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This is a contributing entry for Jacksonville’s Anti-slavery Movement, 1823-1860 Tour and only appears as part of that tour.Learn More.
Africa also known as little Africa is an area in Jacksonville, IL during the 1800s where the African American population primarily lived. It was a small community that is on W. Beecher Avenue ( Was College St then), Anna St. and S. Church St. The population of the residents in Africa was low but later grew to 156 residents in 1860. Many were former slaves and aided freedom seekers headed north.

In the 1800s a small community was founded in southern Jacksonville, IL where the African American Population lived. This community was later named Africa or little Africa because of it. Little Africa was located on W. Beecher Avenue( was known as College St), S. West St, Anna At., and S.Church St. The population was always small in Little Africa but grew to 156 residents in 1860. 

Many of the residents were former slaves that started a new life in Illinois. And many of them helped aid "freedom seekers" also known as runaways who were on their way north. In order to achieve freedom from oppression. And to obtain more safety and security from their oppressors in the south.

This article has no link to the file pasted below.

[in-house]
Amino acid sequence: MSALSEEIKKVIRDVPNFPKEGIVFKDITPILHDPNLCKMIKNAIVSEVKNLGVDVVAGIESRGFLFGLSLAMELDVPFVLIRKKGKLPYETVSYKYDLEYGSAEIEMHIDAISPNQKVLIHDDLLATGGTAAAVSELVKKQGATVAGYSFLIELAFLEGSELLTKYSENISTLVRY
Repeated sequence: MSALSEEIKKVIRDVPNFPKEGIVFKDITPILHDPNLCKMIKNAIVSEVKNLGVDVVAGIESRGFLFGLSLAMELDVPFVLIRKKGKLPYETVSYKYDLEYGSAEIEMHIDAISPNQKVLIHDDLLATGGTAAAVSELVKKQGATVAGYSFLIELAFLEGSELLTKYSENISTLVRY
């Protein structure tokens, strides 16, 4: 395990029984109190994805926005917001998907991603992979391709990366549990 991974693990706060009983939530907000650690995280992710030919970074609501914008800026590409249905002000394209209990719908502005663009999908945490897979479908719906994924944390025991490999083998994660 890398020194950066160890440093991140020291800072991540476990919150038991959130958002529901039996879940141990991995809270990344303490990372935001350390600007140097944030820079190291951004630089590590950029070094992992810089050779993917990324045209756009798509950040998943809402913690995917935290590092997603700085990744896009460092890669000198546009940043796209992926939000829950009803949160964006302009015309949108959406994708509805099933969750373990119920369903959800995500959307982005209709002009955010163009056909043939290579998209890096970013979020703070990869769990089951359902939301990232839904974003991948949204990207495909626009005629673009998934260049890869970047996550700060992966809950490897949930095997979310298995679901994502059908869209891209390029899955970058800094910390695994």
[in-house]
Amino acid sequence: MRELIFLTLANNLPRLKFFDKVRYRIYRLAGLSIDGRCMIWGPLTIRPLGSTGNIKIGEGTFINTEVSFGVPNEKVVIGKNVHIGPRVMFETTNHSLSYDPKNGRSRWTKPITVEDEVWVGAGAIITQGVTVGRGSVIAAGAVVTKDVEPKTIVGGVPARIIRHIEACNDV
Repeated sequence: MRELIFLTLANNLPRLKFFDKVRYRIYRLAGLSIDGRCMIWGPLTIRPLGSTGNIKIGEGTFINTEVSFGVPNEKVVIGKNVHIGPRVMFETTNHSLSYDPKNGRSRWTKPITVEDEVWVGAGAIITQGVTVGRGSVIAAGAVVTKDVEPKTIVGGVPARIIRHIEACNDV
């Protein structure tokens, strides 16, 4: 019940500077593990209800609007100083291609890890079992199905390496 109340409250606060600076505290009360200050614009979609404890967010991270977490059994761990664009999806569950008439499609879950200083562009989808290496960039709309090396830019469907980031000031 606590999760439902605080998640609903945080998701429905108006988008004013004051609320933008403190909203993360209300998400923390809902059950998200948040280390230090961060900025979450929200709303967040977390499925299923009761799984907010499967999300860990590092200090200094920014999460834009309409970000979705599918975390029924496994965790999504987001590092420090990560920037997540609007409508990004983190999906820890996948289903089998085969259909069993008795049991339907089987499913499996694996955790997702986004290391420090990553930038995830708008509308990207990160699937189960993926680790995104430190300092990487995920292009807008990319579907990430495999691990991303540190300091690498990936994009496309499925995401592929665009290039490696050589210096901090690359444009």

Central to Little Africa's community was Mount Emory Baptist Church. One of the most influential people who advocated for Mount Emory baptist Church is reverend Andrew W. Jackson who was a local barber who took over as the pastor of the church in the late 1840s. Due to his position he became a spokesman for the church and Black Jacksonville. He also helped found a second Black church in 1846. Which was the African Methodist Episcopal. Both churches relied on financial help from the good will of wealthy whites in Jacksonville. Which they received help from as Jacksonville was one of the more progressive cities in Illinois as it had a strong New England influence.

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